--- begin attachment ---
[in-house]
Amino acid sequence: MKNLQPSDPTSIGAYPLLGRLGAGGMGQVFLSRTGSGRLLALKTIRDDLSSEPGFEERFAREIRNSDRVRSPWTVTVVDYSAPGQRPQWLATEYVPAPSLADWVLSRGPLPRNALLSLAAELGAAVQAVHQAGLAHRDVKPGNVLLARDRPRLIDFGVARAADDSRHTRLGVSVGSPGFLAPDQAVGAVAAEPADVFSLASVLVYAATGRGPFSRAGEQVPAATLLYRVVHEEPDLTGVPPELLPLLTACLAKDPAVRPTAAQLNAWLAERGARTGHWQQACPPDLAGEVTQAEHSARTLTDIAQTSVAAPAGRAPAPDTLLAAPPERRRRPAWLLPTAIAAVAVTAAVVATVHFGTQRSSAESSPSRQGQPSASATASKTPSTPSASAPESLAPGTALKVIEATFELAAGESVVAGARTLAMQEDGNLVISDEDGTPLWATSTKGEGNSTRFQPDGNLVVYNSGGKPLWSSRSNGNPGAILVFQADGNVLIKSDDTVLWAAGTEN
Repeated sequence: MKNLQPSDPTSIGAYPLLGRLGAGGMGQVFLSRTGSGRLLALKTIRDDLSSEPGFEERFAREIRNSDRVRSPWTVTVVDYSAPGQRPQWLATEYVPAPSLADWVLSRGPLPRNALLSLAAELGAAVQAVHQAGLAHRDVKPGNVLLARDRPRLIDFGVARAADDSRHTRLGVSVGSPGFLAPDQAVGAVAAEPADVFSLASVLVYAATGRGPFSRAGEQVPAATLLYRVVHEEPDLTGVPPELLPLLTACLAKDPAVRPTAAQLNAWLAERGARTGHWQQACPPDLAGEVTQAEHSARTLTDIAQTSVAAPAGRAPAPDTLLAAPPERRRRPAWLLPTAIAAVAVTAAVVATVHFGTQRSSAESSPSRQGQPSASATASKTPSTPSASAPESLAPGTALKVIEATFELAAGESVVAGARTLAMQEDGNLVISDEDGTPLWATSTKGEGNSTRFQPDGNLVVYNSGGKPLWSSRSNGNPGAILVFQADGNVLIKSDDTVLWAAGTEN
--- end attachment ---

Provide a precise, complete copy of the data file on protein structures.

[in-house]
Amino acid sequence: MKNLQPSDPTSIGAYPLLGRLGAGGMGQVFLSRTGSGRLLALKTIRDDLSSEPGFEERFAREIRNSDRVRSPWTVTVVDYSAPGQRPQWLATEYVPAPSLADWVLSRGPLPRNALLSLAAELGAAVQAVHQAGLAHRDVKPGNVLLARDRPRLIDFGVARAADDSRHTRLGVSVGSPGFLAPDQAVGAVAAEPADVFSLASVLVYAATGRGPFSRAGEQVPAATLLYRVVHEEPDLTGVPPELLPLLTACLAKDPAVRPTAAQLNAWLAERGARTGHWQQACPPDLAGEVTQAEHSARTLTDIAQTSVAAPAGRAPAPDTLLAAPPERRRRPAWLLPTAIAAVAVTAAVVATVHFGTQRSSAESSPSRQGQPSASATASKTPSTPSASAPESLAPGTALKVIEATFELAAGESVVAGARTLAMQEDGNLVISDEDGTPLWATSTKGEGNSTRFQPDGNLVVYNSGGKPLWSSRSNGNPGAILVFQADGNVLIKSDDTVLWAAGTEN
Repeated sequence: MKNLQPSDPTSIGAYPLLGRLGAGGMGQVFLSRTGSGRLLALKTIRDDLSSEPGFEERFAREIRNSDRVRSPWTVTVVDYSAPGQRPQWLATEYVPAPSLADWVLSRGPLPRNALLSLAAELGAAVQAVHQAGLAHRDVKPGNVLLARDRPRLIDFGVARAADDSRHTRLGVSVGSPGFLAPDQAVGAVAAEPADVFSLASVLVYAATGRGPFSRAGEQVPAATLLYRVVHEEPDLTGVPPELLPLLTACLAKDPAVRPTAAQLNAWLAERGARTGHWQQACPPDLAGEVTQAEHSARTLTDIAQTSVAAPAGRAPAPDTLLAAPPERRRRPAWLLPTAIAAVAVTAAVVATVHFGTQRSSAESSPSRQGQPSASATASKTPSTPSASAPESLAPGTALKVIEATFELAAGESVVAGARTLAMQEDGNLVISDEDGTPLWATSTKGEGNSTRFQPDGNLVVYNSGGKPLWSSRSNGNPGAILVFQADGNVLIKSDDTVLWAAGTEN